Washington Redskins – There’s not a whole lot Washington can do offensively in 2014 except hope that Robert Griffin III is healthy and clicks with new head coach Jay Gruden. However, there is a laundry list of areas that need to be addressed on defense. All four starters in the secondary are free agents, and while there are a couple of young players that may be ready to step into starting roles in 2014, that unit is going to need a lot of attention this offseason, and it wouldn’t hurt to find some veterans in free agency rather than rely on rookies coming out of the draft. Washington will also have a lot of vacancies at linebacker, most notably Brian Orakpo, who will be a highly-sought free agent this offseason and could be tough to re-sign. Re-signing Perry Riley should be a priority for them, as he will help solidify the middle linebacker spot, although they’ll have to add players around him if the Washington defense is going to show significant improvement in 2014.
 

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11Houston School District To Ban 'Offensive' Team Names: Braves, Rebels, Redskins

A Texas school board vote Thursday ruled team names like braves, warriors, rebels or redskins are offensive and culturally-insensitive.

The board has given preliminary approval to ban these names in the Houston Independent School District. The board will vote again after a second meeting on the matter, but final approval is expected.

If it passes, the Lamar High School Redskins, Hamilton Middle School Indians, and Welch Middle School Warriors will all require new names in the beginning of the 2014 school year this fall.

Some attendees at the school board meeting spoke out against the ban.

"We see it as a sign of respect, not a sign of mockery," said Lamar student Juan Vides.

"You should be spending your money, time and attention not on changing mascots but on educational matters," said Joe Koch, a 1968 Lamar graduate. "These names were not meant to be offensive. They were meant as a rallying cry to bring students together."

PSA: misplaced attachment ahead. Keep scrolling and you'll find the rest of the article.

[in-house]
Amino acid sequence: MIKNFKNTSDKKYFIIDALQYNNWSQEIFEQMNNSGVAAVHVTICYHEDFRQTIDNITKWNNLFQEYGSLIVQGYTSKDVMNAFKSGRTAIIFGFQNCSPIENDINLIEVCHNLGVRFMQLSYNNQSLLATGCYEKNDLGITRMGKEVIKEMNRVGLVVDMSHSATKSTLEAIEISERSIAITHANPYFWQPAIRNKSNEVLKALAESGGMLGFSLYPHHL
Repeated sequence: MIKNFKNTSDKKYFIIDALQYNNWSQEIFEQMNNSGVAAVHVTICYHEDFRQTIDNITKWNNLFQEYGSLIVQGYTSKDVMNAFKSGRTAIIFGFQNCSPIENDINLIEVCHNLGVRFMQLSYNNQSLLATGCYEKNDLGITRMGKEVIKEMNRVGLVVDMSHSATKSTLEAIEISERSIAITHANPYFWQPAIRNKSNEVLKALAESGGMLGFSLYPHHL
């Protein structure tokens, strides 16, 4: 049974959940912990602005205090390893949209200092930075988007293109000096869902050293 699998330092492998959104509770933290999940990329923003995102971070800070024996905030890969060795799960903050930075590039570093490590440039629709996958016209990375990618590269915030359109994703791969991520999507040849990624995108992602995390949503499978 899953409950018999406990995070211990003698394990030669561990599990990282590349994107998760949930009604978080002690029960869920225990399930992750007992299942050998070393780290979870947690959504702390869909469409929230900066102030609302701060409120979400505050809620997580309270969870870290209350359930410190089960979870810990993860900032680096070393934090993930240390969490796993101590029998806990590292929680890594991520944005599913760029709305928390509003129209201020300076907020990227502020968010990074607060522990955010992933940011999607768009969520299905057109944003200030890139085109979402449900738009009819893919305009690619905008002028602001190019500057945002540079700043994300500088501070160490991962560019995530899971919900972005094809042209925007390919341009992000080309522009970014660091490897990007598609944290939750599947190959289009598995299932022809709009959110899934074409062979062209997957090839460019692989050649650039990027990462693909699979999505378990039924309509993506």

Native American speakers showed their support for the move, claiming that the names are hurtful regardless of the intention.

"I am a human being — I am not a mascot," said Native American activist Steve Melendez.

Board member Rhonda Skillern-Jones said the district should not "continue to celebrate a name that people find offensive."

Some critics blasted the ban on Twitter.

“Apprently [sic] Texas's backbone does not extend to Houston's school district. The PC police of mascot names is taking hold,” wrote Allen O’Neil.

“Seriously ppl get life!!” wrote Sameh Emam.

Others wonder why Washington’s NFL team the Redskins doesn’t follow suit.

“Houston schools ban "redskin" mascot so why not Washington NFL?” one woman tweeted.

In an op-ed for The Nation Tuesday, Jeremiah Goulka wrote on “Why Republicans Protect the ‘Honor’ of Offensive Team Names: Conservatives have a convenient belief that when it comes to racism, it’s all about intent.”

Goulka claims that the belief that “intent is everything” blinds people into believing “if there is no intent to harm, then there’s no foul.”

Sources: KHOU, Houston Chronicle, Fox News

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11NFL Black Monday: Cowboys, Redskins, Giants, Lions, Bucs, Vikings, Raiders and More to Fire Coaches?

Well, the NFL regular season is over, but before we can turn our focus to the playoffs, we must first endure Black Monday. There were eight new head coaches in the league this year, and there could be just as many teams looking to fill head coaching vacancies for next year. Gary Kubiak has already been let go by the Houston Texans, and there are several other coaches that could also be out of a job by the end of the day, possibly by the end of this sentence. Let’s run down the coaches on the hot seat and look at who will be fired and who deserves to stay:

Jason Garrett, Dallas – Garrett’s fate may have been sealed with Kyle Orton’s interception, although Jerry Jones has previously said that Garrett would be back next season, so there’s no telling what Jones is going to do. Garrett isn’t a bad coach, but the Cowboys have lost out on a chance to go to the playoffs to a division rival on the last week of the season three years in a row, which doesn’t sound like something Jones would be content with, and could push him over the edge towards firing Garrett. Don’t be surprised if Jones takes a few days to think about everything before making his decision regarding Garrett’s future, which is anything but certain right now.